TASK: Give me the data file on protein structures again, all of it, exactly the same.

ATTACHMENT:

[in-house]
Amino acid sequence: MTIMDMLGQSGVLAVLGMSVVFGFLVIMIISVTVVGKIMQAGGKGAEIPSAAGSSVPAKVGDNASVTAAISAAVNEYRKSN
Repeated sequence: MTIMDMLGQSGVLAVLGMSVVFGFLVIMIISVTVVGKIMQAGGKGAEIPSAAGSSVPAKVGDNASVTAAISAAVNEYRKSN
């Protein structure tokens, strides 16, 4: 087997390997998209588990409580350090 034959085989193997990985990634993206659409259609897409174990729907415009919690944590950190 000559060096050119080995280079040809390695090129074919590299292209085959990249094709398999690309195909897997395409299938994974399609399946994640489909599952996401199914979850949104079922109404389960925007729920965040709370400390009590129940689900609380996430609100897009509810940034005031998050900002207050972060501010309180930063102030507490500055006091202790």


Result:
[in-house]
Amino acid sequence: MTIMDMLGQSGVLAVLGMSVVFGFLVIMIISVTVVGKIMQAGGKGAEIPSAAGSSVPAKVGDNASVTAAISAAVNEYRKSN
Repeated sequence: MTIMDMLGQSGVLAVLGMSVVFGFLVIMIISVTVVGKIMQAGGKGAEIPSAAGSSVPAKVGDNASVTAAISAAVNEYRKSN
């Protein structure tokens, strides 16, 4: 087997390997998209588990409580350090 034959085989193997990985990634993206659409259609897409174990729907415009919690944590950190 000559060096050119080995280079040809390695090129074919590299292209085959990249094709398999690309195909897997395409299938994974399609399946994640489909599952996401199914979850949104079922109404389960925007729920965040709370400390009590129940689900609380996430609100897009509810940034005031998050900002207050972060501010309180930063102030507490500055006091202790």